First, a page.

Putin practices for nuclear war: Russia launches missiles from submarines, underground silos and aircraft in major strategic drill
- Russia’s full nuclear triad demonstrated in footage shared by Russian military
- The strategic drill was reportedly under President Vladimir Putin’s command
- Exercises included a missile fired from a nuclear submarine in the Barents Sea
- Several long-range cruise missiles were fired from strategic aircraft bombers
- Drills come amid heightened tensions with the West due to Russian aggression
Videos shared by Russia show nuclear-capable missiles being deployed, the country’s defence ministry said, included the test launch of an intercontinental ballistic missile from the Karelia nuclear submarine in the Barents Sea.
Russia has expanded its military drills in recent years amid tensions with the West as relations plummeted to post-Cold War lows after Russia’s 2014 annexation of Ukraine‘s Crimean Peninsula.
Pictured: Russia tests a nuclear missile as part of a series of exercises in which the country demonstrated its full nuclear triad – deploying missiles from submarine, land and aircraft
In footage shared of the launch, an intercontinental ballistic missile could be seen being launched from a Karelia nuclear submarine (pictured) in the Barents Sea
Footage showed a Barents Sea launch by Delta-IV class submarine Karelia (K-18).
The ministry’s TV Zevzda also highlighted an intercontinental missile launch from Plesetsk cosmodrome in Arkhangelsk region.
Several long-range cruise missiles were also fired from both Tu-160 and Tu-95 strategic bombers from the Engels and Ukrainka airfields.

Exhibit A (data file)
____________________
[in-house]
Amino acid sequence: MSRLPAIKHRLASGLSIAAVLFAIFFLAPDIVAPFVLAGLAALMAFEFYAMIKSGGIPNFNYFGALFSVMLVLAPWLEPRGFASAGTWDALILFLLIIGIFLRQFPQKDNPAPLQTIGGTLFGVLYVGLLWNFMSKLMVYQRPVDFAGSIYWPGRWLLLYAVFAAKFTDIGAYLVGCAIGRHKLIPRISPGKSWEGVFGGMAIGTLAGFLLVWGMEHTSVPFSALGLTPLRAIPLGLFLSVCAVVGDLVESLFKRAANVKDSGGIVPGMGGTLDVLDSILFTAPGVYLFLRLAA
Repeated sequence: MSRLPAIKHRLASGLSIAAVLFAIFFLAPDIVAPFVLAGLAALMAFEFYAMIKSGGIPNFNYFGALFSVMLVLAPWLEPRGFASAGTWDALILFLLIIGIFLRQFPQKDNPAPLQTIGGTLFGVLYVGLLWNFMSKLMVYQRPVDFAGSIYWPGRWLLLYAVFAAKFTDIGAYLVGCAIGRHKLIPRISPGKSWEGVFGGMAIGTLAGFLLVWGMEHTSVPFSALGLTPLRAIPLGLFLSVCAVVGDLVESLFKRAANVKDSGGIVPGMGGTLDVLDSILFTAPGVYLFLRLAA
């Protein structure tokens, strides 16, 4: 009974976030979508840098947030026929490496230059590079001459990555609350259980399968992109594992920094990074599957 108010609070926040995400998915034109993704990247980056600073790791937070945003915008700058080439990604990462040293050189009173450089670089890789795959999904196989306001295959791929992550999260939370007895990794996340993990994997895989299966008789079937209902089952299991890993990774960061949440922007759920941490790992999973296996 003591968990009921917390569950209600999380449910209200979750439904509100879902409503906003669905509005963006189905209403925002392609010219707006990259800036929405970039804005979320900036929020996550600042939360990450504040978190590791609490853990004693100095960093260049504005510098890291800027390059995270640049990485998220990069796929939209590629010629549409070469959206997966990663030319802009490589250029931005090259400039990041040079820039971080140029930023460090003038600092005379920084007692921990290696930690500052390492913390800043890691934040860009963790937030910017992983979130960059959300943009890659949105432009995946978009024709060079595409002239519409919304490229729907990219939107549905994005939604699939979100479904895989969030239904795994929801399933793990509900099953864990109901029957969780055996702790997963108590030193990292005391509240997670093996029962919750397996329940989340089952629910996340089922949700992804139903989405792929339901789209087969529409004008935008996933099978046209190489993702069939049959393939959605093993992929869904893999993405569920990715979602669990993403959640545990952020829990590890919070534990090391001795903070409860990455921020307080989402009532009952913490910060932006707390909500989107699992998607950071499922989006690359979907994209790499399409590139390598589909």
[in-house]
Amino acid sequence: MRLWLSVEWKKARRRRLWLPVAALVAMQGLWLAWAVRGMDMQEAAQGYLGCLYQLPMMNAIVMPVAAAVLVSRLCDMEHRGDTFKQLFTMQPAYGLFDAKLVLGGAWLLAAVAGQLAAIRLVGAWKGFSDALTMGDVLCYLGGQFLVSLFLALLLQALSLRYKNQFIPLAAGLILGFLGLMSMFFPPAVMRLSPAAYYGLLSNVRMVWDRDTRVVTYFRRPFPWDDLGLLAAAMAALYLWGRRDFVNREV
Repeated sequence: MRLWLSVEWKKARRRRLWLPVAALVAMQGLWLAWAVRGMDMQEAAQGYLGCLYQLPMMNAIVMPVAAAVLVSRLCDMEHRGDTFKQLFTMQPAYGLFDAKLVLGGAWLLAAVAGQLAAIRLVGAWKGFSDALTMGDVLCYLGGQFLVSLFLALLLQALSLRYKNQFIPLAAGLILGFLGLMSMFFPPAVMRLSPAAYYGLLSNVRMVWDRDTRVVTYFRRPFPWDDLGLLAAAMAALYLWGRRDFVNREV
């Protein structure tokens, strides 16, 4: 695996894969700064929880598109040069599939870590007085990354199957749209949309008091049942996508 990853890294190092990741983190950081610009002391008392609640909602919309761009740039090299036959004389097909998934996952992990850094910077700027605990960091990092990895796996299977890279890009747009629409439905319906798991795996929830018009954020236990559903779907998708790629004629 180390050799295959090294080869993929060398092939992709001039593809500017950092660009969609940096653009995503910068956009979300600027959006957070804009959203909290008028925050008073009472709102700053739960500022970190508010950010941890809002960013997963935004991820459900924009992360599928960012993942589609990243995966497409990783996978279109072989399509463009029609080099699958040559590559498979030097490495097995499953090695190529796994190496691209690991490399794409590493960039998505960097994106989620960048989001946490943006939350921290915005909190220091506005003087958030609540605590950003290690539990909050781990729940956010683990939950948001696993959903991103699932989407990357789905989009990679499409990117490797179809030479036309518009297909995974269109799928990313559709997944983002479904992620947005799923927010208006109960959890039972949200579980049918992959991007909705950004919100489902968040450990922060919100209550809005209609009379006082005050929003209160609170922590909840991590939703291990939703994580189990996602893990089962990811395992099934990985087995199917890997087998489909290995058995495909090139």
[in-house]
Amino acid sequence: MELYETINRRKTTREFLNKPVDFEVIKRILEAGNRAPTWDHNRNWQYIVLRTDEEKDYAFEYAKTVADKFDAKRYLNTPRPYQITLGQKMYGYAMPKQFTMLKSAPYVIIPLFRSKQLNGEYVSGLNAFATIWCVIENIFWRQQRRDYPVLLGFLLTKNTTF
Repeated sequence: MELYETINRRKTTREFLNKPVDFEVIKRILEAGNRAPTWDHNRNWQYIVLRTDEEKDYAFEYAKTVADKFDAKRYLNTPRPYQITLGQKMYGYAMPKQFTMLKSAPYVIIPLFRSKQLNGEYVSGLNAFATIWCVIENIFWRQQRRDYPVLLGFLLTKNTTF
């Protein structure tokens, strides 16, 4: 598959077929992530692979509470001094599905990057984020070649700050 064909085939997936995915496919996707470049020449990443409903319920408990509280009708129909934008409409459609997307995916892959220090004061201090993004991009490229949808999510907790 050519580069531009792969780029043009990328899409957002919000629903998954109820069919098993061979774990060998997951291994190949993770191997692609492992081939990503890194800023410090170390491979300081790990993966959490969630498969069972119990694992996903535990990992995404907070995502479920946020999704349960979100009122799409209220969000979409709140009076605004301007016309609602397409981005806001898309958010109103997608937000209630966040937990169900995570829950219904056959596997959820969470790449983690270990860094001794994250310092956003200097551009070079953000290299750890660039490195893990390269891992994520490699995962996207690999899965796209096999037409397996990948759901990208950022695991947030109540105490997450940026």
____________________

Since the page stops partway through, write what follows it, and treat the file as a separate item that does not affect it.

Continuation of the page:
Cruise missiles reportedly successfully hit targets at the Pemboy training ground in the Komi Republic.
Ballistic missiles from Plesetsk and the Barents Sea hit targets at the Kura training ground in Kamchatka, on Russia’s Pacific coast.
TASS reported that the launches went ahead under Putin’s command.
‘Training to manage strategic offensive forces was held under the supervision of the commander-in-chief,’ said a statement from the ministry.
‘The training goals were fulfilled in full.’
In this photo taken from a video distributed by Russian Defense Ministry Press Service on Wednesday, a rocket launches from a missile system as part of the drills
The ground-based intercontinental ballistic missile was launched from the Plesetsk facility in northwestern Russia
The war games come less than two months before the New START U.S.-Russian arms control treaty expires in early February.
Moscow and Washington have discussed extending the pact, but differences have remained.
New START was signed in 2010 by then-U.S. President Barack Obama and then-Russian President Dmitry Medvedev.
The Russian military has conducted sweeping drills of its strategic nuclear forces that featured several practice missile launches
The test launch of a nuclear missile from a submarine in the Barents Sea, pictured from a nearby warship from footage shared by the Russian military
It limits each country to no more than 1,550 deployed nuclear warheads and 700 deployed missiles and bombers, and envisages sweeping on-site inspections to verify compliance.
After both Moscow and Washington withdrew from the 1987 Intermediate-Range Nuclear Forces Treaty last year, New START is the only remaining nuclear arms control deal between the two countries still standing.
Arms control advocates have warned that its expiration would remove any checks on U.S. and Russian nuclear forces, in a blow to global stability.
The drills were under the command of Russian president Vladimir Putin (pictured Wednesday)
22 year old design engineer Yulia Kalach (pictured) has become the 30,000th employee at a major White Sea shipbuilding enterprise tasked with modernising Russia’s nuclear fleet
Meanwhile, 22 year old design engineer Yulia Kalach has become the 30,000th employee at a major White Sea shipbuilding enterprise tasked with modernising Russia’s nuclear fleet.
Sevmash is the only Russian shipyard capable of building nuclear powered submarines.
Its expansion is linked to a major modernisation of the country’s underwater fleet, with many new vessels to be produced in the next ten years.
The company’s workforce has swollen by more than 3,000 in less than a decade.